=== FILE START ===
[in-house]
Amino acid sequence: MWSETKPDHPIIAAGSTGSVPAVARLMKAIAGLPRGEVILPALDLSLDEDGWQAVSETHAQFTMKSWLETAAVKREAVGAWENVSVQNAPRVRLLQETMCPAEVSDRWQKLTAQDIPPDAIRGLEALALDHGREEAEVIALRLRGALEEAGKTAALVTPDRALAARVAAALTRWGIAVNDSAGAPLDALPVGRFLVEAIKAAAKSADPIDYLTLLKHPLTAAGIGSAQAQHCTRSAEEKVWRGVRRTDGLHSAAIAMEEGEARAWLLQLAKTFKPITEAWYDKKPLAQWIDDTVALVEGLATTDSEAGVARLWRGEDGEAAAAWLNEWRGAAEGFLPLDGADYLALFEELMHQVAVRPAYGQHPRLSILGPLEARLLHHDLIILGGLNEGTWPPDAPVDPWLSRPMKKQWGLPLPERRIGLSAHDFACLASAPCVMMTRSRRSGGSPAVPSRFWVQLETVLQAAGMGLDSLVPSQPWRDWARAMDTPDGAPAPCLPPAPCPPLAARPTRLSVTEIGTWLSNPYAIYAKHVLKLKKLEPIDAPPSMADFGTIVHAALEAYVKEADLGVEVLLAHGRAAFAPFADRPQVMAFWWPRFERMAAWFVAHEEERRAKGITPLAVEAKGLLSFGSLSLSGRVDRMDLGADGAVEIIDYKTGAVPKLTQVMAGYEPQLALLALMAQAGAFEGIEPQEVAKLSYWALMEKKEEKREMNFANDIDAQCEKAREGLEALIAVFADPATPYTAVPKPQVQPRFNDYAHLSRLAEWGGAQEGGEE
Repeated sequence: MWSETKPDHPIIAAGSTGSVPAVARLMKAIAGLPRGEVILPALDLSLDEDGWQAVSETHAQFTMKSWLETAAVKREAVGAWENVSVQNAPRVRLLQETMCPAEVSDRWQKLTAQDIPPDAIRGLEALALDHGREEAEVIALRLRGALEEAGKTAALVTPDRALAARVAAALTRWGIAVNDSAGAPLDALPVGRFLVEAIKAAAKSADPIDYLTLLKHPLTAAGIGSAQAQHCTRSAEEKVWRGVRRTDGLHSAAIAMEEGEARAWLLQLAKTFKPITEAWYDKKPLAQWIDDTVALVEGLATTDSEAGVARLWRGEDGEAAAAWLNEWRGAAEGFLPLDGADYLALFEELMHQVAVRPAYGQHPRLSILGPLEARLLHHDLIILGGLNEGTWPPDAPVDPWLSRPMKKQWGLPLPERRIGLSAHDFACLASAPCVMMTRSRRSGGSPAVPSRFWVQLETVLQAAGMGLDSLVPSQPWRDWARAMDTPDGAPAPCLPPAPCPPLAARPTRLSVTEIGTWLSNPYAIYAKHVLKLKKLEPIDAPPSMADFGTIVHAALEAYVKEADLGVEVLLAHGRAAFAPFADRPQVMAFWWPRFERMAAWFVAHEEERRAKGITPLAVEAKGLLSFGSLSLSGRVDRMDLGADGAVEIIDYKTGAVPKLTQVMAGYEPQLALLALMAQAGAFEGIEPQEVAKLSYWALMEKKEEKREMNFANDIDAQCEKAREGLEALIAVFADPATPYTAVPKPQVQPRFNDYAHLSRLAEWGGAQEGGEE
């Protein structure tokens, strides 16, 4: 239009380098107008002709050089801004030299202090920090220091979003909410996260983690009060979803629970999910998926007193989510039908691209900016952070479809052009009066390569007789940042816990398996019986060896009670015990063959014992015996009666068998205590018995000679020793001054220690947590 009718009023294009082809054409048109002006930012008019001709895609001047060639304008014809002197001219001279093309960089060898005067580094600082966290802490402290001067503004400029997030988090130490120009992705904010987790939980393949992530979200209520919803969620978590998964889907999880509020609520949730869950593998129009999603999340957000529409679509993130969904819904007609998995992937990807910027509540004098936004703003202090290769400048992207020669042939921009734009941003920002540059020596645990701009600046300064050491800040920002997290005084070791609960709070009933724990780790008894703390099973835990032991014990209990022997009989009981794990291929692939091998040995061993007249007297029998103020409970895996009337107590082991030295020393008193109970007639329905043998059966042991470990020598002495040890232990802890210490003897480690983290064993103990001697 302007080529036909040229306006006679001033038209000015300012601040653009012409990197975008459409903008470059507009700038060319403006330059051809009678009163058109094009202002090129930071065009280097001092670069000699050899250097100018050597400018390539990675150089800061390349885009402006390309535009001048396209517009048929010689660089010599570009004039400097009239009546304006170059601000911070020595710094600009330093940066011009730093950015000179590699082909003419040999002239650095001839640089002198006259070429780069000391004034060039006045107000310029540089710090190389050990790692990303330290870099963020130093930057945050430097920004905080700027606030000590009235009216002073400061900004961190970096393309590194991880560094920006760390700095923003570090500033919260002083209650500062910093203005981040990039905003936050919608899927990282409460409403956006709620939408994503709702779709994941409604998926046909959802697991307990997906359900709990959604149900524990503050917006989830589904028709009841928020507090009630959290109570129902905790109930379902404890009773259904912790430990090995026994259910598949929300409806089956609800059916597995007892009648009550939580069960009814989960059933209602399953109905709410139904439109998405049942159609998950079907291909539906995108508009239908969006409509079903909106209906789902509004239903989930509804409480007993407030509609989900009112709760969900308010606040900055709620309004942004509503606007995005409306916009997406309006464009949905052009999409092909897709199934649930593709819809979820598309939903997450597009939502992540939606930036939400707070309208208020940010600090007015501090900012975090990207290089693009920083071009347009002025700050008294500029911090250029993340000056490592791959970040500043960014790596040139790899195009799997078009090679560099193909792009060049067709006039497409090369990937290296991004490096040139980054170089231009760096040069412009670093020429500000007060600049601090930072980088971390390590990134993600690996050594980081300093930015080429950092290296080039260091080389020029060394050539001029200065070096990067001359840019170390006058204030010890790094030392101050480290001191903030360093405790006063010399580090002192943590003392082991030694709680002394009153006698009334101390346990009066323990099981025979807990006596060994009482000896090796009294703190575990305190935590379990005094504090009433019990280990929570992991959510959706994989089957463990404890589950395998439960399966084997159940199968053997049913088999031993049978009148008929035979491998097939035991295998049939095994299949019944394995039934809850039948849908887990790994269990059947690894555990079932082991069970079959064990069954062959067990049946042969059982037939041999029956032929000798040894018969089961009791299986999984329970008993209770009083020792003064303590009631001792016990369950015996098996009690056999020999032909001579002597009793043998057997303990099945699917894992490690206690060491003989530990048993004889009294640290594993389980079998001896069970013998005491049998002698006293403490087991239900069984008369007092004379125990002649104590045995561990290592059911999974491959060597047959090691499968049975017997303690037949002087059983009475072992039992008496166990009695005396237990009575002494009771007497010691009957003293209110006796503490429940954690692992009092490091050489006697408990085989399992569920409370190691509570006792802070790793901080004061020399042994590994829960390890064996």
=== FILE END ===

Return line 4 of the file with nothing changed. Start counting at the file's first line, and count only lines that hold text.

């Protein structure tokens, strides 16, 4: 239009380098107008002709050089801004030299202090920090220091979003909410996260983690009060979803629970999910998926007193989510039908691209900016952070479809052009009066390569007789940042816990398996019986060896009670015990063959014992015996009666068998205590018995000679020793001054220690947590 009718009023294009082809054409048109002006930012008019001709895609001047060639304008014809002197001219001279093309960089060898005067580094600082966290802490402290001067503004400029997030988090130490120009992705904010987790939980393949992530979200209520919803969620978590998964889907999880509020609520949730869950593998129009999603999340957000529409679509993130969904819904007609998995992937990807910027509540004098936004703003202090290769400048992207020669042939921009734009941003920002540059020596645990701009600046300064050491800040920002997290005084070791609960709070009933724990780790008894703390099973835990032991014990209990022997009989009981794990291929692939091998040995061993007249007297029998103020409970895996009337107590082991030295020393008193109970007639329905043998059966042991470990020598002495040890232990802890210490003897480690983290064993103990001697 302007080529036909040229306006006679001033038209000015300012601040653009012409990197975008459409903008470059507009700038060319403006330059051809009678009163058109094009202002090129930071065009280097001092670069000699050899250097100018050597400018390539990675150089800061390349885009402006390309535009001048396209517009048929010689660089010599570009004039400097009239009546304006170059601000911070020595710094600009330093940066011009730093950015000179590699082909003419040999002239650095001839640089002198006259070429780069000391004034060039006045107000310029540089710090190389050990790692990303330290870099963020130093930057945050430097920004905080700027606030000590009235009216002073400061900004961190970096393309590194991880560094920006760390700095923003570090500033919260002083209650500062910093203005981040990039905003936050919608899927990282409460409403956006709620939408994503709702779709994941409604998926046909959802697991307990997906359900709990959604149900524990503050917006989830589904028709009841928020507090009630959290109570129902905790109930379902404890009773259904912790430990090995026994259910598949929300409806089956609800059916597995007892009648009550939580069960009814989960059933209602399953109905709410139904439109998405049942159609998950079907291909539906995108508009239908969006409509079903909106209906789902509004239903989930509804409480007993407030509609989900009112709760969900308010606040900055709620309004942004509503606007995005409306916009997406309006464009949905052009999409092909897709199934649930593709819809979820598309939903997450597009939502992540939606930036939400707070309208208020940010600090007015501090900012975090990207290089693009920083071009347009002025700050008294500029911090250029993340000056490592791959970040500043960014790596040139790899195009799997078009090679560099193909792009060049067709006039497409090369990937290296991004490096040139980054170089231009760096040069412009670093020429500000007060600049601090930072980088971390390590990134993600690996050594980081300093930015080429950092290296080039260091080389020029060394050539001029200065070096990067001359840019170390006058204030010890790094030392101050480290001191903030360093405790006063010399580090002192943590003392082991030694709680002394009153006698009334101390346990009066323990099981025979807990006596060994009482000896090796009294703190575990305190935590379990005094504090009433019990280990929570992991959510959706994989089957463990404890589950395998439960399966084997159940199968053997049913088999031993049978009148008929035979491998097939035991295998049939095994299949019944394995039934809850039948849908887990790994269990059947690894555990079932082991069970079959064990069954062959067990049946042969059982037939041999029956032929000798040894018969089961009791299986999984329970008993209770009083020792003064303590009631001792016990369950015996098996009690056999020999032909001579002597009793043998057997303990099945699917894992490690206690060491003989530990048993004889009294640290594993389980079998001896069970013998005491049998002698006293403490087991239900069984008369007092004379125990002649104590045995561990290592059911999974491959060597047959090691499968049975017997303690037949002087059983009475072992039992008496166990009695005396237990009575002494009771007497010691009957003293209110006796503490429940954690692992009092490091050489006697408990085989399992569920409370190691509570006792802070790793901080004061020399042994590994829960390890064996």